Hearing there was a new ramen place that opened recently in the TinTin plaza in Cupertino, I drove over in the rainy and very suitable ramen-eating-weather to Ogi-san ramen. It took the location of the previous boba-Chinese-snack place.
Upon parking and entering at 8'sh pm tonight, there was only one couple eating in the restaurant, although there were some families trickling in after I sat down.
The place has a fast food feel, as you walk to the back where there is a sign that says "Order food here", and a color photo menu on the counter. There is a LCD TV hanging from a wall that has a Chinese TV station playing loudly. An Asian woman (who speaks Chinese, maybe Japanese too but I didn't try to talk to her in Japanese) greets you with a smile and gestures to the menu. Here are the choices:
1) Shio ramen : $5.50
2) Shoyu ramen: $5.50
3) Miso ramen $5.50
4) Curry ramen $5.50
5) Kimchee & pickle ramen $6.50
6) Wakeme & corn ramen: $6.50
7) Char siu ramen: $6.95
8) Pork stewed ramen: $6.95
(add 3 pieces of CA roll to any ramen order for an extra $1)
(No other appetizers, or anything else on the menu. Drinks are shown lined up on the counter)
Ok. First impressions. Wow. Cheap(er) compared to Halu or DoHenkotsu which are the competitors nearby. I thought that the charsiu ramen would be the shoyu style but with extra chaashu topping, and that the "pork stewed ramen" would be the tonkatsu ramen. I hoped that customers could order extra toppings. Since toppings are explicitly listed on the menu nor with "extra" prices, I optimistically assume (someone should try this)that if you ask for more moyashi (bean sprouts) or more seaweed, they would just give you more (being a new place and all). Next moments' thoughts are that I don't know which type to pick.
Shoyu would be a basic ramen bowl that would be good to compare to other ramenyas in the bay area, but I was also really hungry, and didn't see any oomori/dai option, or any +chaashu option to any of the ramen besides #7 (charsiu ramen). Looking at the photo of the charsiu ramen bowl, the broth was dark, so I ordered that, assuming I would get a shoyu ramen with chaashu. Oh I also got the CA roll option. It was only a buck, and I could see how good/bad it was even though I usually don't eat CA rolls.
The Asian woman points me in the direction of the table to the right of the ordering location where there are pitchers of water and barley tea, paper cups, wooden chopsticks, napkins, soy sauce bottles, and the regular Japanese condiments. I pour myself a cup of luke-cold tea and sit down at a table to the side and read my newspaper while I wait.
Maybe about three families/couples walk and order the whole time I was there. Wait time for food didn't seem that long as I was reading, but I noted that a patron who ordered after me got her miso ramen before I got my order. No big deal.
Then comes my order. The size of the order, is comparable to any normal sized order at most ramenyas. There is a spoon, that I'd say is more of a ladle, very L shaped, that can make it annoying to use.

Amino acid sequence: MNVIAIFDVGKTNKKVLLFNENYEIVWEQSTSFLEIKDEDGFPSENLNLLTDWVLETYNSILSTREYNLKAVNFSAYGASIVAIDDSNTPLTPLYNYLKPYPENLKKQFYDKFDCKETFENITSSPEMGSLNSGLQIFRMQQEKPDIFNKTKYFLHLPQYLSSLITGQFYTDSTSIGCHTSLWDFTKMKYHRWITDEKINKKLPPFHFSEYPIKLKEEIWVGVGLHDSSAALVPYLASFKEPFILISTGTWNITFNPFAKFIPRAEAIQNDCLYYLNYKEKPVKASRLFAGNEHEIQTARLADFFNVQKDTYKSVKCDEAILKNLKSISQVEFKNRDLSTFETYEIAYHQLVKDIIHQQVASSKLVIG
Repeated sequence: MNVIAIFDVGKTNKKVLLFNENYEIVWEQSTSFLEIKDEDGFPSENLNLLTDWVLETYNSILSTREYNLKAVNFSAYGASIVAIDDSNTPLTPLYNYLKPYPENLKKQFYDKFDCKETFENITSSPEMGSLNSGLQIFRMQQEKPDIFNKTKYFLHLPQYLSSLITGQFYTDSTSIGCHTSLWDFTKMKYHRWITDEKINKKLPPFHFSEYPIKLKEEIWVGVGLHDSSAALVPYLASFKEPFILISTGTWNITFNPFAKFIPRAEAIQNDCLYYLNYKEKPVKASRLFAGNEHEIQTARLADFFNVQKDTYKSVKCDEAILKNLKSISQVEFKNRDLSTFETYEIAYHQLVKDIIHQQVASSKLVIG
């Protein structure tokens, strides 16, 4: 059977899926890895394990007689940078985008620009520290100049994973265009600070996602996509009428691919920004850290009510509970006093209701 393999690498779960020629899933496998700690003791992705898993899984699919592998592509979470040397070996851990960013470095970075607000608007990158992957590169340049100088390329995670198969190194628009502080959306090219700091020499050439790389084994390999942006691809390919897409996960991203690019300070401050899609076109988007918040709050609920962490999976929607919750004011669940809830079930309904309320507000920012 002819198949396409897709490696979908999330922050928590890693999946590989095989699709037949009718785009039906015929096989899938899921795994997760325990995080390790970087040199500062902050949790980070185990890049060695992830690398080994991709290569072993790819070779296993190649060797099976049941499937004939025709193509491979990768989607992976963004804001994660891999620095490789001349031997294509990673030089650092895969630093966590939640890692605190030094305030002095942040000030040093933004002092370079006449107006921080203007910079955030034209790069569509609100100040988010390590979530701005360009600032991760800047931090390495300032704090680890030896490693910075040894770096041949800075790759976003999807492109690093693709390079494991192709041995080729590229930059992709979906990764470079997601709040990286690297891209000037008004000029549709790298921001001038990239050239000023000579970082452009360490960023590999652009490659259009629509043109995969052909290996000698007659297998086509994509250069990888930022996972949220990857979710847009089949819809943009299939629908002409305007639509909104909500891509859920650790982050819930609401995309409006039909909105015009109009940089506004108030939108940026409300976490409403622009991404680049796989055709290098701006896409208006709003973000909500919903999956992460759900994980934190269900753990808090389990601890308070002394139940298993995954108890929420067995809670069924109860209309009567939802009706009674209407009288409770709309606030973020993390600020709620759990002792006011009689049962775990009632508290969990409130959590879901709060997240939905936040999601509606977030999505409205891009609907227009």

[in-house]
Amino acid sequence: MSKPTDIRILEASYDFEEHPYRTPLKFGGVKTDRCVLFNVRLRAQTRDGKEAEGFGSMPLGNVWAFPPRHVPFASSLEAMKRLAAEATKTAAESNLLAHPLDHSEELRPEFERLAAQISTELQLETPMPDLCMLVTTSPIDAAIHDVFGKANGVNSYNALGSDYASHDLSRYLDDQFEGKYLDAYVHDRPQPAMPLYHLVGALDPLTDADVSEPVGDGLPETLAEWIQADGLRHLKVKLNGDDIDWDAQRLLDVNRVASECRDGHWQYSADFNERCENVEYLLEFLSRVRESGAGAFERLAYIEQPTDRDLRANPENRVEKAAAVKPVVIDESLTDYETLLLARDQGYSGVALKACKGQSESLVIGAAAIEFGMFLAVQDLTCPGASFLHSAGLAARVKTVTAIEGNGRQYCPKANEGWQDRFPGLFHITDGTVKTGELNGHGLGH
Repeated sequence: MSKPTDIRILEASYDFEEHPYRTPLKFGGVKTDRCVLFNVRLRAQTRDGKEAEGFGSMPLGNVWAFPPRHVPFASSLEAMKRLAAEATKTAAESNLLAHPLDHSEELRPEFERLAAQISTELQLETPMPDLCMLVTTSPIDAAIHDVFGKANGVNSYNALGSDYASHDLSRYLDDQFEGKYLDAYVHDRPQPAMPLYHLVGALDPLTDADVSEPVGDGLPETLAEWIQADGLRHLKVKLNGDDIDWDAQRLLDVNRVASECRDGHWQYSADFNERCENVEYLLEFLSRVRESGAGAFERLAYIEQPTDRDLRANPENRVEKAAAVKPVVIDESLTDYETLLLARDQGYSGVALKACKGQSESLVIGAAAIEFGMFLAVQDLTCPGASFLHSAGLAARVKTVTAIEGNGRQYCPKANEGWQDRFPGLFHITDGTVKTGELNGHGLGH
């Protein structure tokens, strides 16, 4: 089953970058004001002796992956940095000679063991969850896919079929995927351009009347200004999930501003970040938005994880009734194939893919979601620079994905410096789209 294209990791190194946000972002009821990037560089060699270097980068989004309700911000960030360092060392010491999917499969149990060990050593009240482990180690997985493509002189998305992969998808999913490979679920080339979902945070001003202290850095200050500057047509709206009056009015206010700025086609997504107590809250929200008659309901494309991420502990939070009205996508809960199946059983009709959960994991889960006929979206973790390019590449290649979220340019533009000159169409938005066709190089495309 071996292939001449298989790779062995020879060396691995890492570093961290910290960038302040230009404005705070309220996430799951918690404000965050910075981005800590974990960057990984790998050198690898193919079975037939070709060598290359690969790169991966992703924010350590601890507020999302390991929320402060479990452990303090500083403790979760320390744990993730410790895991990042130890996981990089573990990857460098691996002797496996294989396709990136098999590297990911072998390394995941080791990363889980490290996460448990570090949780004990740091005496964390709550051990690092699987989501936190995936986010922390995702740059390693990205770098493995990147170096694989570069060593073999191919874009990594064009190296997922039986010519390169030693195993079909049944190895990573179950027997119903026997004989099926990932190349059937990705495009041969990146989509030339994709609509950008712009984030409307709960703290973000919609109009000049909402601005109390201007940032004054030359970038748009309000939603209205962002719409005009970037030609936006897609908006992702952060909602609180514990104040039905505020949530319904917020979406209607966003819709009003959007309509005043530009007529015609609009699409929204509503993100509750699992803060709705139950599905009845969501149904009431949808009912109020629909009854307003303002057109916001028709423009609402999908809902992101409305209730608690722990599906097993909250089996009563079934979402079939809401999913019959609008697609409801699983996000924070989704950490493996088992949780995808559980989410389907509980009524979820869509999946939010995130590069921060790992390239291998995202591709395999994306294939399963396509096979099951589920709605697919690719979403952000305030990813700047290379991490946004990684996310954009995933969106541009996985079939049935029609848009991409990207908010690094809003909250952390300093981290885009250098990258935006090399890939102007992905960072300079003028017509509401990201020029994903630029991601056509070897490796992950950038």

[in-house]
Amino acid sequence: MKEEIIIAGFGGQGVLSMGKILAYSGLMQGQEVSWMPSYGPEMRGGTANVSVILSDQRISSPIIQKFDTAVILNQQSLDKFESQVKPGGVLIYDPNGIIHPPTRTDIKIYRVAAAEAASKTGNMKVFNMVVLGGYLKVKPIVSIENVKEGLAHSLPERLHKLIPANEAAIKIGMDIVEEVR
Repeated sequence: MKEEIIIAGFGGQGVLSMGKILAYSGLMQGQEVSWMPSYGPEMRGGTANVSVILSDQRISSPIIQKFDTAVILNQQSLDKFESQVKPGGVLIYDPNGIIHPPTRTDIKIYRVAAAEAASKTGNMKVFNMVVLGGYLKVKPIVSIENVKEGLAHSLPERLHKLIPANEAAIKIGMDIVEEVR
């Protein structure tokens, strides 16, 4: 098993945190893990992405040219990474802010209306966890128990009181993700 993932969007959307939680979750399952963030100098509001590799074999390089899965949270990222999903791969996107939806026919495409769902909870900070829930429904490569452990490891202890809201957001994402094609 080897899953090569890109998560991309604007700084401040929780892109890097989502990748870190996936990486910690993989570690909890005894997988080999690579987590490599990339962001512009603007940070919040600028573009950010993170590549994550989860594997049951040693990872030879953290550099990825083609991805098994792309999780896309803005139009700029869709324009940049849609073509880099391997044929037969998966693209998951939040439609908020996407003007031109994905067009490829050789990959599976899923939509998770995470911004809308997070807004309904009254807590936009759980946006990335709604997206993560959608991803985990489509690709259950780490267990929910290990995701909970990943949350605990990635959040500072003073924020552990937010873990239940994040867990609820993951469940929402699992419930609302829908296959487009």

To the heart of it: The ramen! Well first off, I see a milky brown broth. And go wow, I think I got tonkatsu ramen! Toppings that I could see were bean sprouts (moyashi), seaweed, green onions, and the salty bamboo topping (sorry can't think of it). Also a sizeable portion of chaashu that is closer in the style of Ramen Halu's chaashu, but sliced thinner. I sip some of the broth and it's has that milky sweetness, and gelatinous taste of tonkatsu ramen. It's not as salty as Halu or Santa, so my tastebuds tell me that the broth lacks some "body" (usually sodium provides some of the body). Lacks some "richness" or body of Santa's tonkatsu broth. Ogi-san's broth is probably good for ramen-fans who dislike Halu/Santa's salty broths.
The chaashu is not cold or lukewarm, as some people dislike at Halu/Santa who seemingly just drop the the chaashu on top at the end. The chaashu is at roughly the same temp. of the broth, or at least, not notably cold. The meat itself, is about the same as Halu.
The CA rolls? Well, those weren't that pretty, clearly homemade. But I can't complain too much. They were only $1. I probably wouldn't order them again, but only because I'd rather eat more ramen!
So that leaves me to wonder what the "pork stewed ramen" was on the menu. The photo has the broth looking dark as well, and is the same price as the "charsiu ramen" which I ordered. So what's differentiating the price? I don't know. I'll ask the next time I go.
Final words: Worth trying a couple of times just because of the price and 8 options. Someone should try the "pork stewed ramen"/#8 and see what they get. If you end up getting tonkatsu ramen w/o the chaashu...then, might as well get the chaashu ramen!
I'll probably go back several times, to see if I like their other options. Not as good as Halu, Santa, or Do Henkotsu. But better than Hotei or Ramen Club. So middle of the pack so far from just one tasting.
10789 Blaney Ave.
Oh yeah the fast food style of ordering makes it a decision whether to tip the waitress (in this case the same woman who took my order) after I was done. I did so anyways but I imagine many people will not tip.